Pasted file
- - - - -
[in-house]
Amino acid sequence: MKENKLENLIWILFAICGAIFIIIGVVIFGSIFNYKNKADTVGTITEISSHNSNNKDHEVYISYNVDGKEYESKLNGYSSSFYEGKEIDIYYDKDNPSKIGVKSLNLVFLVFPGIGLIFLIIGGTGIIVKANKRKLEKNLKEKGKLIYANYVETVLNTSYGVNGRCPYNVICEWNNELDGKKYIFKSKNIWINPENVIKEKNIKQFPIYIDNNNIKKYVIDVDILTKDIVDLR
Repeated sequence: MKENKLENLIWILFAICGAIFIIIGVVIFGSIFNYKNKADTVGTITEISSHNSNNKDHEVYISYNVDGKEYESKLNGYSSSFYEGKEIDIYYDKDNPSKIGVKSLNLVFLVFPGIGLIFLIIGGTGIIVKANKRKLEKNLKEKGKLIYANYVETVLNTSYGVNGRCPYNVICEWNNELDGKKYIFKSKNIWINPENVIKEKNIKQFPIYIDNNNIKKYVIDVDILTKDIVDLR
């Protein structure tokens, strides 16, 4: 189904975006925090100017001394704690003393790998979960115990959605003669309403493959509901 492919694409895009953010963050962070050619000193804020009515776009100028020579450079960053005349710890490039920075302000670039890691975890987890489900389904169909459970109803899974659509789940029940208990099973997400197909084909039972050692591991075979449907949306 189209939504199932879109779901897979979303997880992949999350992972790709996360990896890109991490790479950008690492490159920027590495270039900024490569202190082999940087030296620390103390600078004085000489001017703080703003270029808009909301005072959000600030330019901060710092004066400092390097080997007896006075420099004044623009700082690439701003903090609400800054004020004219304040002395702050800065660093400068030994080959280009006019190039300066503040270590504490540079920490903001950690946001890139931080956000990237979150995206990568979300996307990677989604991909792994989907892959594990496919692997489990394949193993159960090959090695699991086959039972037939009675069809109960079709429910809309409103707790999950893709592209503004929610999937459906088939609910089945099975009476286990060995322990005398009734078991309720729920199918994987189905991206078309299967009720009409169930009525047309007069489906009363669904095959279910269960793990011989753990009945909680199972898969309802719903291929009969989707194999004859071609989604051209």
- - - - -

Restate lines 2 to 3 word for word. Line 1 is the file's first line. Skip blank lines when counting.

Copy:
Amino acid sequence: MKENKLENLIWILFAICGAIFIIIGVVIFGSIFNYKNKADTVGTITEISSHNSNNKDHEVYISYNVDGKEYESKLNGYSSSFYEGKEIDIYYDKDNPSKIGVKSLNLVFLVFPGIGLIFLIIGGTGIIVKANKRKLEKNLKEKGKLIYANYVETVLNTSYGVNGRCPYNVICEWNNELDGKKYIFKSKNIWINPENVIKEKNIKQFPIYIDNNNIKKYVIDVDILTKDIVDLR
Repeated sequence: MKENKLENLIWILFAICGAIFIIIGVVIFGSIFNYKNKADTVGTITEISSHNSNNKDHEVYISYNVDGKEYESKLNGYSSSFYEGKEIDIYYDKDNPSKIGVKSLNLVFLVFPGIGLIFLIIGGTGIIVKANKRKLEKNLKEKGKLIYANYVETVLNTSYGVNGRCPYNVICEWNNELDGKKYIFKSKNIWINPENVIKEKNIKQFPIYIDNNNIKKYVIDVDILTKDIVDLR